N.W. McNutt, O. Rios, M. Feygenson, T.  E. Proffen and D. J. Keffer. “Structural analysis of lignin-derived carbon composite anodes,” Journal of Applied Crystallography. 47:5 (2014): 1577-1584.

Study compares structures of Huntington’s disease protein

Neutron scattering research at the Department of Energy’s Oak Ridge National Laboratory has revealed clear structural differences in the normal and pathological forms of a protein involved in Huntington’s disease. Huntington’s disease, an incurable neurodegenerative disorder, starts as a genetic mutation that leads to an overabundance of “huntingtin” protein fragments, which form clumps in the brain. Valerie Berthelier of the University of Tennessee Graduate School of Medicine, who co-led the study published in Biophysical Journal with ORNL’s Chris Stanley, said the goal was to establish a baseline understanding of huntingtin’s structure in order to eventually determine the true structural basis of Huntington’s disease. The study’s results showed key differences in the ways mutant and normal huntingtin proteins take shape. The disease protein, for instance, initially forms aggregates of one to two peptides, whereas the normal version makes bigger aggregates, gathering seven or eight peptides together. These data on the very early stages of protein aggregate formation support a growing focus of the research in the amyloid field. Amyloid disorders, such as Parkinson’s, Alzheimer’s and Huntington’s, all involve protein aggregation phenomena leading to a disease.

Perevozchikova, Tatiana et al. “Investigating the Structural Impact of the Glutamine Repeat in Huntingtin Assembly,” Biophysical Journal. 107:2 (2014): 411 – 421.

Neutrons Explore the Quantum Nature of Magnetically Frustrated Systems

Neutron scattering and heat capacity techniques were used to investigate two frustrated magnets with similar structure, but different sized spins (S).The research team, led by McMaster University, found the molybdate pyrochlore oxide material, Lu2Mo2O7 (S=1) undergoes a transition to a spin glass ground state, while the oxynitride Lu2Mo2O5N2 (S=1/2) possesses a quantum spin liquid ground state. The smaller spin of the oxynitride is subjected to larger quantum fluctuations that favor a quantum spin liquid state. The preparation of oxynitride samples makes it possible to study magnetic frustration for different spin magnitudes without changing the magnetic lattice. Inelastic neutron scattering conducted at the Cold Neutron Chopper Spectrometer (CNCS) instrument at the Spallation Neutron Source of the Oak Ridge National Laboratory was used to probe the length and energy scales of spin fluctuations.

L. Clark, G. J. Nilsen, E. Kermarrec, G. Ehlers, K. S. Knight, A. Harrison, J. P. Attfield and B. D. Gaulin. “From Spin Glass to Quantum Spin Liquid Ground States in Molybdate Pyrochlores.” Phys. Rev. Lett. 113 (2014): 117201.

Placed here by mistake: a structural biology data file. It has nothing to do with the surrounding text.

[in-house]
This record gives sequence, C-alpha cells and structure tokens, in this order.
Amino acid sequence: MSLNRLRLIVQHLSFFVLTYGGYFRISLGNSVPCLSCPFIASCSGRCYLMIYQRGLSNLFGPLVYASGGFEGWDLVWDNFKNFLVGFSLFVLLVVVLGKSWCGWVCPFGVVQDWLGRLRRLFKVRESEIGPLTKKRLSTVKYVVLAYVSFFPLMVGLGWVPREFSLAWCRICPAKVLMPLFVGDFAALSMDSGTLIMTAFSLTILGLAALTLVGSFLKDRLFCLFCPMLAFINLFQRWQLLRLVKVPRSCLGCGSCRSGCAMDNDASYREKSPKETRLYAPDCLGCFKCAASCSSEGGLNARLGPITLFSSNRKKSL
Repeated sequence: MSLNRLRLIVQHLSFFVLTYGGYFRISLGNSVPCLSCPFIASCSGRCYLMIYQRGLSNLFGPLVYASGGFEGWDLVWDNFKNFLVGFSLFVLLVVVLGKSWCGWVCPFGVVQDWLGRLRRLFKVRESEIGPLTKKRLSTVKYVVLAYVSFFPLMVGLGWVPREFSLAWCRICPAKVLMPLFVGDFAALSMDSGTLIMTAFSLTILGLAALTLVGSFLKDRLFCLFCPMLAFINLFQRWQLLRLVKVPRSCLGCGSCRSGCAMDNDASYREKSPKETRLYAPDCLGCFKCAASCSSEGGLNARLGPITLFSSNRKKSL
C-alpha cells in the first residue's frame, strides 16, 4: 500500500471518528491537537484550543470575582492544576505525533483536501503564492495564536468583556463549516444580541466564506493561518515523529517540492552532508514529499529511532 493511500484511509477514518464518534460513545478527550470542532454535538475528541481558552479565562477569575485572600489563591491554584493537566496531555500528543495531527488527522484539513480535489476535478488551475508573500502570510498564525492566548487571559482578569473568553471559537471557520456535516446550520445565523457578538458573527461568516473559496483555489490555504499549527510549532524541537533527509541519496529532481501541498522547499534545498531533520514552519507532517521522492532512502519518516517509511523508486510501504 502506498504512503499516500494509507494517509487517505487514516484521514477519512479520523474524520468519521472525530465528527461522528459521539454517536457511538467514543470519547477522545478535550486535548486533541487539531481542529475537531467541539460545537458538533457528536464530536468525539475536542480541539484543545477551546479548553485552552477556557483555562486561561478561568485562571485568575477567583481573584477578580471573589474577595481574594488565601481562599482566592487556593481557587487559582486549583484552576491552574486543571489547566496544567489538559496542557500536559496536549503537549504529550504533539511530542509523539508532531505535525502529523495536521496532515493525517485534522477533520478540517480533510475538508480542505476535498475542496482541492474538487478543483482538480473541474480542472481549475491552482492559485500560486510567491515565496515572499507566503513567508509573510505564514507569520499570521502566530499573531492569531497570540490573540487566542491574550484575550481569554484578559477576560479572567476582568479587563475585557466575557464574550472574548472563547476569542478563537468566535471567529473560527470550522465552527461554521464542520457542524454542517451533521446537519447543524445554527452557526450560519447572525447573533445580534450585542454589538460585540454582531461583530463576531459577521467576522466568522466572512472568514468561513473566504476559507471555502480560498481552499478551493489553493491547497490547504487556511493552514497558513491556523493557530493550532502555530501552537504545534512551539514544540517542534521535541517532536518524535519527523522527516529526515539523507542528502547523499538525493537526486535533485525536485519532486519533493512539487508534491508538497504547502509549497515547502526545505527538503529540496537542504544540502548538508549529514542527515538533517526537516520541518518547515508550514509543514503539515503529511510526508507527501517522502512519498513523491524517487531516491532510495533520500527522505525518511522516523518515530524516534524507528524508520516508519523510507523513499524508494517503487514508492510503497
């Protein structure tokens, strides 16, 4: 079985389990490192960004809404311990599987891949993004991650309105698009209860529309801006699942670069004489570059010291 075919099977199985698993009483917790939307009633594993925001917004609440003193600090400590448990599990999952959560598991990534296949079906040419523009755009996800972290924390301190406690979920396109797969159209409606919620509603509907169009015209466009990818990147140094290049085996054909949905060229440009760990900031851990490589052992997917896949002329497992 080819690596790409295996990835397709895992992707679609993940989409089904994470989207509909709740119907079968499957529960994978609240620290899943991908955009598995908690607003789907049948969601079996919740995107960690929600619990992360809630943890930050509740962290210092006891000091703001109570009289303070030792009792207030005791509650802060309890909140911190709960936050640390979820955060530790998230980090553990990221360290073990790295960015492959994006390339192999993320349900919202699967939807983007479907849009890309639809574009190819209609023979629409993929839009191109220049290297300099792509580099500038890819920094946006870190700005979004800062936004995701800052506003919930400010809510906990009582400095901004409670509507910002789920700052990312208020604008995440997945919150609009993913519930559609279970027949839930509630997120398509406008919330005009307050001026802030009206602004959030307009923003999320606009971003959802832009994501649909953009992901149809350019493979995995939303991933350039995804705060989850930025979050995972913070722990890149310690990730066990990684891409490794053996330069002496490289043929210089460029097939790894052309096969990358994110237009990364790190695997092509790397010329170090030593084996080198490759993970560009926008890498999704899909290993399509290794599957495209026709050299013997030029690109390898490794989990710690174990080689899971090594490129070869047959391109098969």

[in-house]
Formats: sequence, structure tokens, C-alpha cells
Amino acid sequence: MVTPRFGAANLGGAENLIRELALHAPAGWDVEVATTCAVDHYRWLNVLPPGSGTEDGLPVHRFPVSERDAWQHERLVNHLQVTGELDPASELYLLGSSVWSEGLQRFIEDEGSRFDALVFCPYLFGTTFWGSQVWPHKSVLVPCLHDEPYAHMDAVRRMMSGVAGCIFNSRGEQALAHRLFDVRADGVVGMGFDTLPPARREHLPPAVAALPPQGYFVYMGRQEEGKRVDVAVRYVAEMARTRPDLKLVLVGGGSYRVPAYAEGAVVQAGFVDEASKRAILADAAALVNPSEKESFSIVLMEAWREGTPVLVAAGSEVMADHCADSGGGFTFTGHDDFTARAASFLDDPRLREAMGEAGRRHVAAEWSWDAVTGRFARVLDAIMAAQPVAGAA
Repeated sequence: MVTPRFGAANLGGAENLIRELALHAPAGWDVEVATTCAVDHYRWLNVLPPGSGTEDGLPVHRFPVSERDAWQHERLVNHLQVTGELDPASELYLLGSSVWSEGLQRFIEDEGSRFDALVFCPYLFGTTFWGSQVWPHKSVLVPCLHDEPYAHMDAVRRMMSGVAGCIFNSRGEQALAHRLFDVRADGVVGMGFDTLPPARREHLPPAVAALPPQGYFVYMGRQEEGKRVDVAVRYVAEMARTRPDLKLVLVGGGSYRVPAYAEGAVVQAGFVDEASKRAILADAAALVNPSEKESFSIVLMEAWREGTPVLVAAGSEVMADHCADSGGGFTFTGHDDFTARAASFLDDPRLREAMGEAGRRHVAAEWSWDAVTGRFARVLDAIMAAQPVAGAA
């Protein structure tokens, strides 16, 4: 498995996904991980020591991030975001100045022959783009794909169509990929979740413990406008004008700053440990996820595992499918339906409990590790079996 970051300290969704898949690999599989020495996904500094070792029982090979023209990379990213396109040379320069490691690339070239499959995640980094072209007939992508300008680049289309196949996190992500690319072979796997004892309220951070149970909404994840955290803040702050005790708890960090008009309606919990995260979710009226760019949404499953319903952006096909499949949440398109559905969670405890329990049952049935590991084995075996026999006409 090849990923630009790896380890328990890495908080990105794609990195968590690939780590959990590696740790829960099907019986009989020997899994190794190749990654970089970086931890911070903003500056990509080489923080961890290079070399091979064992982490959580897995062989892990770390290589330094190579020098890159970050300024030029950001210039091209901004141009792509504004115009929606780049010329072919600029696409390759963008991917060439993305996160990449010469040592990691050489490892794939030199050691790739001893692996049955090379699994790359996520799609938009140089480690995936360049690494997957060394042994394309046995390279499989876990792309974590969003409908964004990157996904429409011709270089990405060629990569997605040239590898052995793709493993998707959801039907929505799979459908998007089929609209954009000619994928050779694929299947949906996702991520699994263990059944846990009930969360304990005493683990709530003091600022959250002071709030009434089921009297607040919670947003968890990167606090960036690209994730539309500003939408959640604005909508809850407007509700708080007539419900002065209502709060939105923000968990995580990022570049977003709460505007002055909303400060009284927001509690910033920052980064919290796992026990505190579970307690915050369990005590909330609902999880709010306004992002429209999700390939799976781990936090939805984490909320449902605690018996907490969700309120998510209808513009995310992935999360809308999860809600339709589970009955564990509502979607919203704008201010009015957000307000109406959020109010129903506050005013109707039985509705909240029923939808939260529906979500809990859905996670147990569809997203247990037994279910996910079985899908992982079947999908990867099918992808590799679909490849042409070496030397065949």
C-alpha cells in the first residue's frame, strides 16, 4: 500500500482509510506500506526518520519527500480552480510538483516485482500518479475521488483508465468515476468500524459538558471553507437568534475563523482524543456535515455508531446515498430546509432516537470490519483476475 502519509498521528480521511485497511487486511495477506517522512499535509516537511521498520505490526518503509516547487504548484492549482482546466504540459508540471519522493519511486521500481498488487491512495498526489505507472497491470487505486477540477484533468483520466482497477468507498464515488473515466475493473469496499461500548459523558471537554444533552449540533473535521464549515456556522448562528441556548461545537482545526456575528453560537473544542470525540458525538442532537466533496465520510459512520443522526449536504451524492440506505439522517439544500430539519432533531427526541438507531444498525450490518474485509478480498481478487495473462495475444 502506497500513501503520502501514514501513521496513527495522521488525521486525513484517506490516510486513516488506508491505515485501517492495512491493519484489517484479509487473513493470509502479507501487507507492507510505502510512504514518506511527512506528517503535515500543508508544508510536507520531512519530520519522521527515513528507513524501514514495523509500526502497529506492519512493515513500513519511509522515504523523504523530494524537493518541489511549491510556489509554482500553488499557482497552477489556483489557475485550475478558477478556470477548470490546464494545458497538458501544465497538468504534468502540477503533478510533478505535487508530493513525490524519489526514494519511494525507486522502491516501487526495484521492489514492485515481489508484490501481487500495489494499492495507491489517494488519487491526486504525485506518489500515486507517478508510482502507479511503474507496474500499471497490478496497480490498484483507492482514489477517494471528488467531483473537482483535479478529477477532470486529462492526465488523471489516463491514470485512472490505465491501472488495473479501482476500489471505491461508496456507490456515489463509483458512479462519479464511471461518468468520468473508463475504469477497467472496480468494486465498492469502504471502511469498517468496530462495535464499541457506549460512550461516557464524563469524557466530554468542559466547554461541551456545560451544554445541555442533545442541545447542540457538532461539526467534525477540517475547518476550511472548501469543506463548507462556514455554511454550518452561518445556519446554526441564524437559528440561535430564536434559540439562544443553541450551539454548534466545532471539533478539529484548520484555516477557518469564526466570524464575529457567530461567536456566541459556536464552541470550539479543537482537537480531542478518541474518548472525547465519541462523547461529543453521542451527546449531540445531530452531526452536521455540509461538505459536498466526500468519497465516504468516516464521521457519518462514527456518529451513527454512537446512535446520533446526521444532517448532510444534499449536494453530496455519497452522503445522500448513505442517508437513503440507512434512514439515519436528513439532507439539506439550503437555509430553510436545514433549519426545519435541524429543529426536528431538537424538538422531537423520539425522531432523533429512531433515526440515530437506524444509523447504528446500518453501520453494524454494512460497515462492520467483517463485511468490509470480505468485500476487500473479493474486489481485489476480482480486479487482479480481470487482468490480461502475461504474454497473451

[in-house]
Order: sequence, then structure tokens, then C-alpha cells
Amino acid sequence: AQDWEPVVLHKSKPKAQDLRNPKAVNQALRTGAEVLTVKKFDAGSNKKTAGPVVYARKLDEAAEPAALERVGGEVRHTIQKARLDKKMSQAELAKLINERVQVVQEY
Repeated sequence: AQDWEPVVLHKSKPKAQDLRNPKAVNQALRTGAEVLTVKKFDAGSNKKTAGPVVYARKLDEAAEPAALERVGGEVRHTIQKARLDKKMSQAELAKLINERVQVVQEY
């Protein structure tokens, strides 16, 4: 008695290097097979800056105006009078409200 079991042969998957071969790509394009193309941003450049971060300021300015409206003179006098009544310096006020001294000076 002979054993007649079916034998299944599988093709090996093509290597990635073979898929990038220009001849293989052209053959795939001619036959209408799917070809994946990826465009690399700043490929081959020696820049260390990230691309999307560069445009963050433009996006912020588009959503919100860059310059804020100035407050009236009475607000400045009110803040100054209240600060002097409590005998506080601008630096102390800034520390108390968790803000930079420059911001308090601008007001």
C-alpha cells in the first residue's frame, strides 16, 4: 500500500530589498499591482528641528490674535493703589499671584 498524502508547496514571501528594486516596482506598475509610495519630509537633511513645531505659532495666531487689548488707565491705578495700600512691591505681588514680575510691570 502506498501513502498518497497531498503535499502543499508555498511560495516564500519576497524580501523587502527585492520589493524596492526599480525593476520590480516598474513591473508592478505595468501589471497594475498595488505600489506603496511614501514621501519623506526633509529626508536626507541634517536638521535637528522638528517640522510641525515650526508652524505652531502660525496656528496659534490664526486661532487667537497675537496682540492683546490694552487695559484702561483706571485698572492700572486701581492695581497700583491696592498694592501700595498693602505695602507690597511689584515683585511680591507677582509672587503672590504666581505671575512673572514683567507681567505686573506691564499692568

Unlocking Enzyme Synthesis of Rare Sugars to Create Drugs with Fewer Side Effects

A team led by the U.S. Department of Energy’s Oak Ridge National Laboratory has unlocked the enzymatic synthesis process of rare sugars, which are useful in developing drugs with low side effects using a process more friendly to the environment.

Neutrons Reveal Structural Tunability of Magnetic Exchange Couplings

Inelastic neutron scattering experiments reveal that the effective magnetic exchange couplings in NaFeAs are smaller and more isotropic than those in the heavily studied AFe2As2 family. These results provide evidence that the energy scale of the magnetic excitations, which are thought to influence the superconducting transition temperature, is controlled by the position of As atoms above the Fe layers.

Spin waves, measured using the ARCS chopper spectrometer at SNS, were studied in the antiferromagnetic ordered phase of NaFeAs, the parent compound of NaFe1−x CoxAs family of iron pnictide superconductors. NaFeAs was chosen because it has weak AF ordered moment, low superconducting transition temperature, and large As height, significantly different from AFe2As2.

C. Zhang, L.W. Harriger, Z. Yin, W. Lv, M. Wang, G. Tan, Y. Song, D. L. Abernathy, W. Tian, T. Egami, K. Haule, G. Kotliar, and P. Dai, “Effect of Pnictogen Height on Spin Waves in Iron Pnictides”. Phys. Rev. Lett. 112 (2014): 217202.

Spatiotemporal stress and structure evolution in dynamically sheared polymer-like micellar solutions

The complex, nonlinear flow behavior of soft materials transcends industrial applications, smart material design and non-equilibrium thermodynamics. A long-standing, fundamental challenge in soft-matter science is establishing a quantitative connection between the deformation field, local microstructure and macroscopic dynamic flow properties i.e., the rheology. Here, a new experimental method is developed using simultaneous small angle neutron scattering (SANS) and nonlinear oscillatory shear rheometry to investigate the spatiotemporal microstructure evolution of a polymer-like micellar (PLM) solution. We demonstrate the novelty of nonlinear oscillatory shear experimental methods to create and interrogate metastable material states. These include a precursory state to the shear banded condition as well as a disentangled, low viscosity state with an inhomogeneous supra-molecular microstructure flowing at high shear rates. This new experimental evidence provides insight into the complexities of the shear banding phenomenon often observed in sheared complex fluids and provides valuable data for quantitatively testing non-equilibrium theory.

A. Kate Gurnon, Carlos R. Lopez-Barron, Aaron P. R. Eberle, Lionel Porcar and Norman J. Wagner, Soft Matter, 2014,10, 2889-2898